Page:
Climbing for a cause: Schlakman scales Mt. Rainier to raise funds for the Innocence Project.
There were those moments during treacherous footing over ever-moving glaciers and gasping for breath in oxygen-deprived wind tunnels at more than 2 miles high, when Schlakman asked himself: Why am I doing this?
But, of course, he knew the answer. He was climbing for a cause: to raise awareness and funds for the Innocence Project of Florida, Inc., in Tallahassee, where he serves as board chair.
In a blast e-mail to 65,000 Florida Bar members sent before his September 27-29 adventure, Schlakman wrote:
"I am motivated by the oath that all of us took as new lawyers, venturing out beyond our comfort zones on behalf of those whose freedom has been unjustly denied, who have fallen through the cracks in the system, and who have been wrongfully imprisoned for crimes they didn't commit.
"Will you step up with me? All that we ask is a penny per foot. The math is simple ... the summit is 14,411 feet high, making the total requested contribution of only $144.11."
Some Florida lawyers replied with hearty encouragement and promises to help the organization whose core funding comes from The Florida Bar Foundation's Administration of Justice Grants and the Vital Projects Fund.
But one Florida prosecutor responded in an e-mail to Schlakman: "By wrongfully convicted, I assume you mean people like Ted Bundy and Charles Manson, or Jostin Drayton who poured gasoline on a man and set him on fire because the man owed him $600.
"When you reach the top of the mountain, I suggest you take a deep breath of fresh air and remember the thousands of innocent victims who are wrongfully murdered every day by people who later claim they were wrongfully convicted."
Calling it a "teaching moment," Schlakman emphasizes the Innocence Project helps the wrongfully convicted prove their actual innocence with DNA testing, like Alan Crotzer, who spent more than half his life--24 years, six months, 13 days, and four hours in prison--for a 1981 rape, kidnapping, and robbery he did not commit. Innocence Project lawyers in New York and DNA evidence freed Crotzer from prison in 2006.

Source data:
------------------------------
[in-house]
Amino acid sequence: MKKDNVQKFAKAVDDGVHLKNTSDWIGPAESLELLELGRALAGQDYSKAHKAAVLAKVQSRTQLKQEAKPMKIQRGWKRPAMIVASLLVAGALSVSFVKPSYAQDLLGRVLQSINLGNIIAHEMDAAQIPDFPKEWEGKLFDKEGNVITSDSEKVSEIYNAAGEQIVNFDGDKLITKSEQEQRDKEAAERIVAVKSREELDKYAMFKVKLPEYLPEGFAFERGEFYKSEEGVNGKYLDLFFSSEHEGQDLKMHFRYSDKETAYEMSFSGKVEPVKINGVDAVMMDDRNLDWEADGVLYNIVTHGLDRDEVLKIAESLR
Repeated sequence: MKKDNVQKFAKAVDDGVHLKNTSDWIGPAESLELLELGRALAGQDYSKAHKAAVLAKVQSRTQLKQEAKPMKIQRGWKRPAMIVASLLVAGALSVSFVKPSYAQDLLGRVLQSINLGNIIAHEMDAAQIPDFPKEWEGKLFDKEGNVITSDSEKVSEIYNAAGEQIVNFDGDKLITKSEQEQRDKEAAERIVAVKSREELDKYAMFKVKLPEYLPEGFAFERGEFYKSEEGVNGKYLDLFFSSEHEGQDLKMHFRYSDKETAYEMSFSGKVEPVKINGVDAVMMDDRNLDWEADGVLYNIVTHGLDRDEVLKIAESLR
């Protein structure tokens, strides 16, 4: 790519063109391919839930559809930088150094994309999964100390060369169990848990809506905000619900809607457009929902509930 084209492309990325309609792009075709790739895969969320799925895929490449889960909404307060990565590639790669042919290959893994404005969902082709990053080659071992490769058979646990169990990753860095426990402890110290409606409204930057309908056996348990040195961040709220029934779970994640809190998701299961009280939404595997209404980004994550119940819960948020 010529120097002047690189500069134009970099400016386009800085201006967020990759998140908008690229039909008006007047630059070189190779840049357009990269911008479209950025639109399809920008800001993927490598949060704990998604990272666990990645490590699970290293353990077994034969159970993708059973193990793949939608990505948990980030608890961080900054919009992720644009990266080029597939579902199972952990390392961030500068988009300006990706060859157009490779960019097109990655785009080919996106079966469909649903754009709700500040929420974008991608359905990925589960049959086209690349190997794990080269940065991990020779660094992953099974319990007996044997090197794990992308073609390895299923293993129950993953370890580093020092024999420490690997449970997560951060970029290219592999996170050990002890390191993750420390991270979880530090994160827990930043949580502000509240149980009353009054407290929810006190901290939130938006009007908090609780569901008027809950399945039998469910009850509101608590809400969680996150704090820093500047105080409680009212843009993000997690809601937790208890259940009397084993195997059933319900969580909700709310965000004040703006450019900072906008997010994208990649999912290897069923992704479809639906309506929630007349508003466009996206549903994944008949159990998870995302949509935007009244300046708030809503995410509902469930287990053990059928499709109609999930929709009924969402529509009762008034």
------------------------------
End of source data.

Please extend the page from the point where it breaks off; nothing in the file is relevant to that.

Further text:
In 2008, the Florida Legislature awarded Crotzer $1.25 million and Gov. Charlie Crist granted him a full pardon.
All lawyers, including prosecutors, should care about the fair administration of justice and making sure the guilty are convicted and the innocent are freed, Schlakman said.
"As Florida lawyers, whatever we do, whether it is civil or criminal or whatever particular specialty--trademark, corporate, trust, and estate--there's a responsibility and obligation to serve the cause of justice," Schlakman said.
"That is the thought process that led to this admittedly rather bizarre concept to climb Mt. Rainier."
After receiving instruction on how to tromp efficiently through snow wearing spiky crampons clamped to his boots and discussing such topics as glaciology and vulcanology, Schlakman crashed in a shelter hut at Camp Muir, the starting point for the climb at 10,080 feet.
As fate would have it, wind from the Northwest's first autumn storm blew through, reminding Schlakman of the time he rode out Hurricane Betsy when he lived in South Florida--except this force of nature was freezing cold.
At midnight, they began the climb of four hours to ascend to the crater rim and made it only as far as Disappointment Clever, at 12,500 feet.
"We couldn't get all the way to the top, but we made it most of the way. There was concern of people actually getting blown off the mountain," said Schlakman, who was roped in with Craig Van Hoy, a mountaineering guide with Alpine Ascents, who has climbed Kilimanjaro, Mt. Everest, and Kangchenjunga, the third highest mountain in the world.
"The trails are snow fields, and we are navigating glaciers and zigzagging across crevices. We are perched precariously on trails known for rocks falls, so we make our way through those areas as quickly as we can," Schlakman recounts.
"We take short rests along the way to hydrate and eat. As it is often cold, these rest stops are frequent but short in duration.
"Our goal is to keep a moderate yet steady pace, which allows us to keep warm during the early morning hours."
With the grit from the rocks pelting him like a sandblaster, Schlakman said, "It was anything but a walk in the park, which only underscored that conditions on the mountain can change very quickly and dramatically. That's why we carried so much gear to adjust to those conditions, and why our backpacks weighed about 50 to 60 pounds."
After taking the red-eye flight home September 30, Schlakman sounded weary when he said, "My legs are completely shot, with cuts and bruises."
Even though he's a marathon runner, Schlakman said he never would have made it without six weeks working with personal trainer Stephen D'Attile at Gold's Gym for strength and endurance training.
While scaling Mt. Rainier was a huge challenge, he said, "It pales by comparison to what those who have been wrongfully convicted confront every day."
For more information, contact The Innocence Project of Florida, Inc., 1100 East Park Avenue, Tallahassee 32308, or go to floridainnocence.org.
By Jan Pudlow
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|Title Annotation:||Florida lawyer Mark Schlakman|
|Publication:||Florida Bar News|
|Date:||Oct 15, 2009|
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